I'm brand new to the world of Arduino (so forgive my basic questions) but I am quickly becoming obsessed with the process of programming micro-controllers.
My latest project is to take the output of a Parallax "Ping)))" and send it to an LED array, and a USB/MIDI interface so that it can control music and light at the same time.
I have the LED array working, but getting the USB/MIDI interface system to work is proving harder than expected.
After reading a great post on the subject (http://shiftmore.blogspot.com/2010/01/quick-and-dirty-arduino-midi-over-usb.html)
I realized that I had a spare "M-Audio Uno" lying around... I broke it open, and started tinkering
So far It turns on, and is recognized by the computer. But the M-Audio is not the interface used in the aforementioned article, I have been perplexed trying to find ways of communicating the simple MIDI messages from the Arduino to the interface mainly because I don't know what the specific connections are.
The interface itself simply lists the different wires by color rather than function and as far as the MIDI end the colors don't even match the cable.
Here comes the dumb question.
I've been looking, and will continue to look. but is there a way to test the six MIDI terminals (minus the shield) with the Arduino to try and get some response from the M-Audio Interface?
I'd really appreciate some help with this... Even some suggestions on better ways to ask for help on the forum.
Thanks - IMUR
I realized that I had a spare "M-Audio Uno" lying around.
What is an M-Audio Uno can you provide a link?
the M-Audio is not the interface used in the aforementioned article
So what makes you think the same technique will work with it?
As far as I know all midi cables all use the same way of communicating… That is to say that they all use the same pin connections in order to make all midi devices compatible. Making the interface itself nothing more than a way for the computer to have a nice easy way to translate the midi with some handy proprietary m-audio drivers.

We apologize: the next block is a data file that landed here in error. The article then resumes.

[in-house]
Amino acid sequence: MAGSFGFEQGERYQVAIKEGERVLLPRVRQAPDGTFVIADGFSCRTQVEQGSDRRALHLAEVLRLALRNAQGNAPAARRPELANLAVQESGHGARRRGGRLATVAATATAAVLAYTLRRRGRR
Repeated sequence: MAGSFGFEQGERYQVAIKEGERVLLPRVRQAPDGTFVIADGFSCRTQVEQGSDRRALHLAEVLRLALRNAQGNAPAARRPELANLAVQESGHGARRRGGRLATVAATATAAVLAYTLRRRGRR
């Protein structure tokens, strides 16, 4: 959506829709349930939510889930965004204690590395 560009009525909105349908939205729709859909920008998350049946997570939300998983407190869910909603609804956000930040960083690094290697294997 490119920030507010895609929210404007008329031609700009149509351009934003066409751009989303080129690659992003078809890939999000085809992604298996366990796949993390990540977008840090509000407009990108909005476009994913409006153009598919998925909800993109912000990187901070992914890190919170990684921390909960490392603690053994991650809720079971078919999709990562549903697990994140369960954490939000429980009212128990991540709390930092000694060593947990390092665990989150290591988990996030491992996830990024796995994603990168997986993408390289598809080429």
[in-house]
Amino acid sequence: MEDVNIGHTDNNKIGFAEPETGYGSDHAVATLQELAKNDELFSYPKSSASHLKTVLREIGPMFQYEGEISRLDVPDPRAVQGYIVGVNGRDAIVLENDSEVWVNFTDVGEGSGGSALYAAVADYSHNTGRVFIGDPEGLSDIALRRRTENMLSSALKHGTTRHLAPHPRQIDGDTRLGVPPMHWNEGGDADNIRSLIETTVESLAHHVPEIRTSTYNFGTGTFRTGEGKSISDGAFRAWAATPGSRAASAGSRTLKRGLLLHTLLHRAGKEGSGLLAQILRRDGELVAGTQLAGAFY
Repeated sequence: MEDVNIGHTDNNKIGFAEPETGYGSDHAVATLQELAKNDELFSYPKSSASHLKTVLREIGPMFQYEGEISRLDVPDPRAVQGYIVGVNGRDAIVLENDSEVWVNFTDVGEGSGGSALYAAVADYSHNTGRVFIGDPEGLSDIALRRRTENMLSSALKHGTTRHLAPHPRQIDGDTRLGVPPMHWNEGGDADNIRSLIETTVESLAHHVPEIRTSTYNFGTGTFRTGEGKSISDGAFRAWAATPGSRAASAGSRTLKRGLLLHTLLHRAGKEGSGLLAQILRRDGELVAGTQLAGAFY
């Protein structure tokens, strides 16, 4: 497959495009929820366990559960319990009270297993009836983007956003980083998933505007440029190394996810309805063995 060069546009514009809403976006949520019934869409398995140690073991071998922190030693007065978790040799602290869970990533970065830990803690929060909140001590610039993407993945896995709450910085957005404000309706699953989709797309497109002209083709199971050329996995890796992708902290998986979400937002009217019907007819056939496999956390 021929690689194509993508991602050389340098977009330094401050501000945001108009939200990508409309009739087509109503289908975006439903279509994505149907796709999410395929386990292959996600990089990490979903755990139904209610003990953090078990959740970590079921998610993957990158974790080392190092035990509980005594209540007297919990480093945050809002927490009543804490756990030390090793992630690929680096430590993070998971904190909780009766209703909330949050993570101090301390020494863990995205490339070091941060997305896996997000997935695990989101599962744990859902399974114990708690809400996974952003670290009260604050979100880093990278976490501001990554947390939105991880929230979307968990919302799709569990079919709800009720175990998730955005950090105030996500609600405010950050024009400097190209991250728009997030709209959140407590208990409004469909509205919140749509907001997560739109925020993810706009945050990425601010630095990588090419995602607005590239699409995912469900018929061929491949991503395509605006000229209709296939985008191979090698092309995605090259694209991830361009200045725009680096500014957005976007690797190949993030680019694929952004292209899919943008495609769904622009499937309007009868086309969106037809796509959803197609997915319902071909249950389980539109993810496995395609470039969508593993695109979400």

Since the only connections I need to make are the ones to the midi inputs I figured that it would work as long as I could find the appropriate connections.
My problem is that in order to remove the actual pcb om it’s enclosure I had to desolder the connections to the midi cable.
The cables pin colors don’t match the color indicators on the pcb. So I have to test the connections by reorienting the setup described in the tutorial in my OP.
I think you could do this without the converter cable by using an UNO or Mega and loading USB MIDI firmware onto it so it becomes a native USB MIDI device.
You could start with the firmware and demo sketch on my blog here http://hunt.net.nz/users/darran/weblog/5b7f8/Arduino_UNO_USB_MIDI_firmware.html
There's also the MocoLUFA project which uses the same approach but should be compatible with the MIDI library.
Basically the Atmega328 sends MIDI commands via its serial port and the atmega8u2/atmega16u2 receives that and sends the appropriate USB message to the Host PC.
As far as I know all midi cables all use the same way of communicating.
You are wrong. Only on a superficial level is this true. Two devices need not be hackable in the same way. The original artical had a device that used a USB to serial bridge and then converted the serial signals to MIDI. Other devices go direct from MIDI to USB with no place to hack.